Malaysia is a multi-cultural country. The three dominant races in Malaysia are
the Malays, the Chinese, and the Indians. Each race has its unique culture and
customary festivals. Public holidays are declared on the three important
festivals celebrated by the Malays, Chinese and Indians, namely Hari Raya Puasa,
Chinese New Year and Deepavali respectively.
Hari Raya Puasa, also known as
Hari Raya Aidilfitri, is a major event for the Muslim community. It celebrates
the end of the month of Ramadan, during which all Muslims are required to fast.
The exact date of this festival is determined by moon-sighting. A typical Malay
family usually begins the day with a trip to the mosque in the early morning for
prayers, followed by a visit to their ancestral graves to pay their respects to
family members who have passed away. After that, they go on to visit the homes
of relatives and friends. At home, the young will ask their elders' forgiveness
for any wrongdoing, and they will usually be given a token sum of money called
The Chinese New Year is the most important festival to the Chinese. The date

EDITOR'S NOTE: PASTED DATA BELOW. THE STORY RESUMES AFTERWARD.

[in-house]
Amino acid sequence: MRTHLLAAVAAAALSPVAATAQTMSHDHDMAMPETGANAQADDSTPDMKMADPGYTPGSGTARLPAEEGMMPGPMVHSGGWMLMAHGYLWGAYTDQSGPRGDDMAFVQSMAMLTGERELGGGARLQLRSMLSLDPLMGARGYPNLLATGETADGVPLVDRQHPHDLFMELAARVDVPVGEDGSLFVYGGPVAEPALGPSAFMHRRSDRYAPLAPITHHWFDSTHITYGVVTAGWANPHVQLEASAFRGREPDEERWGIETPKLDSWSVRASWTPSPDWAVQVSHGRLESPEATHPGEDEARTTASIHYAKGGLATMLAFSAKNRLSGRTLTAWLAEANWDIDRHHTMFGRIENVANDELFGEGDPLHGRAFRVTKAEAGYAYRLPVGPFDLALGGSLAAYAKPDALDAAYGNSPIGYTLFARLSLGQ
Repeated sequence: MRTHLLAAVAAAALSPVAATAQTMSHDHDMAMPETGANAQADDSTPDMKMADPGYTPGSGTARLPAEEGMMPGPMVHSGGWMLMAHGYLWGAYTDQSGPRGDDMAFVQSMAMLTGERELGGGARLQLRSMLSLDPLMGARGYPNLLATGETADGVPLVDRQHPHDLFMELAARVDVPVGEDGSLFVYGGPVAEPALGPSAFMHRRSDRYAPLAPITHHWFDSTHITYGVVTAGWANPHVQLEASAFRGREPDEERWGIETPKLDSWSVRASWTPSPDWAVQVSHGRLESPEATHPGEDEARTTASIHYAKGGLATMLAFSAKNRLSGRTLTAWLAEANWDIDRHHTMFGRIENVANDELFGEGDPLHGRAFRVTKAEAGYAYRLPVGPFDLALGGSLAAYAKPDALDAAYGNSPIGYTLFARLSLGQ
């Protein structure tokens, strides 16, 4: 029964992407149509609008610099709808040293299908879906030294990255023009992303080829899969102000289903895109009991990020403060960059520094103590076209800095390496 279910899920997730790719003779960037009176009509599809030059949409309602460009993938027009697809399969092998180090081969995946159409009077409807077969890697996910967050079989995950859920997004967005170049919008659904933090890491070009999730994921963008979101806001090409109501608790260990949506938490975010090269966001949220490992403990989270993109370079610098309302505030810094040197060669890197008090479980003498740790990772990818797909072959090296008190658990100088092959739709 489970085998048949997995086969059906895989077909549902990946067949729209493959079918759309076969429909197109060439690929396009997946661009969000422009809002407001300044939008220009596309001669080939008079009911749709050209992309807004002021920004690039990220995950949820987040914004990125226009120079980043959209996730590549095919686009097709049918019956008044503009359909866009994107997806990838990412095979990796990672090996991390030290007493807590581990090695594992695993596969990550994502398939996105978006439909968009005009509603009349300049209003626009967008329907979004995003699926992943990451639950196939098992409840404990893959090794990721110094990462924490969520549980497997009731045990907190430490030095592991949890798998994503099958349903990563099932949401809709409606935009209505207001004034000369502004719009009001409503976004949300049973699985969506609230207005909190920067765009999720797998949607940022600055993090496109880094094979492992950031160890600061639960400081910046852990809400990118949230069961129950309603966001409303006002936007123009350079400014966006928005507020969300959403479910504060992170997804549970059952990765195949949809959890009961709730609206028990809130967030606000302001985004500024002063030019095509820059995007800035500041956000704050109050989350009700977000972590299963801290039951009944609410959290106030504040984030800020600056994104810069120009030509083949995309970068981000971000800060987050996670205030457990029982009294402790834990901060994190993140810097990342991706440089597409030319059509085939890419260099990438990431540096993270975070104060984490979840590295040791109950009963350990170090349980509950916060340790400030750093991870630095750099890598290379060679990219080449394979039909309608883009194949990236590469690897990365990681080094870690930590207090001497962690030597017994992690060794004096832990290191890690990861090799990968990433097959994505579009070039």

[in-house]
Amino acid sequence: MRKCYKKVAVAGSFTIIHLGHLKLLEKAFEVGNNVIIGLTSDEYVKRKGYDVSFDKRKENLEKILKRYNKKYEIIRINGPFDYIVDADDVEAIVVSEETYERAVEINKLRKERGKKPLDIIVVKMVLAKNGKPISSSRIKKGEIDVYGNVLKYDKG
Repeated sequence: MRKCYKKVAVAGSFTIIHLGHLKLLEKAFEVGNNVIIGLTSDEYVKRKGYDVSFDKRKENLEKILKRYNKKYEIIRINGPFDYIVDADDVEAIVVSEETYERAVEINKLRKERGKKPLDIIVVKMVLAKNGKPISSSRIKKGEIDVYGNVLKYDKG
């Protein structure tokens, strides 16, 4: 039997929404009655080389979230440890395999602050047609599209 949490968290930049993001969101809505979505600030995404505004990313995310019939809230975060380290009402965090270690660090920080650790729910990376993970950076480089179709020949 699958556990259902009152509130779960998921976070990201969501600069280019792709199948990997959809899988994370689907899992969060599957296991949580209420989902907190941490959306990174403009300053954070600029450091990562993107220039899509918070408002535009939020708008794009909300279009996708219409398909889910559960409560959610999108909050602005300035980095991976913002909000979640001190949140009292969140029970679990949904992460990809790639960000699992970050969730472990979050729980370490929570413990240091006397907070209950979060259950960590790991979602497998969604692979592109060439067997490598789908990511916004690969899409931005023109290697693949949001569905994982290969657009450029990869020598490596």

changes from year to year, unlike the Western New Year which is always on 1
January, because it follows the Chinese lunar calendar. The festivities begin on
the eve of the occasion with the reunion dinner, during which the whole family
will gather to have a feast. Chinese New Year is traditionally ushered in with
firecrackers and lion dances. Chinese families visit their relatives, especially
their elders, with gifts of mandarin oranges and New Year delicacies. During
these visits, they enjoy snacks like cookies and pineapple tarts. It is also the
custom for married couples to present children with money in small red packets
called hong bao.
The Malaysian Hindu community celebrates a major festival called Deepavali,
also known as Diwali or the Festival of Lights. It is usually celebrated for
five days around the months of October and November. Before the festival, Hindus
clean their houses and business premises thoroughly. During this festival, Hindu
families decorate their homes with oil lamps, along with patterns of colored
rice known as kolam. Families put on new clothes and go to the temple
before visiting their relatives and friends. Traditional gifts like sweets and
dried fruit are exchanged. There is feasting while children play with fireworks.
The festivals in Malaysia are similar in that they draw people closer
together be it family members, relatives, neighbors or friends. It is a time for
renewing ties and showing respect for one another. Learning more about these
festivals can help promote tolerance and harmony.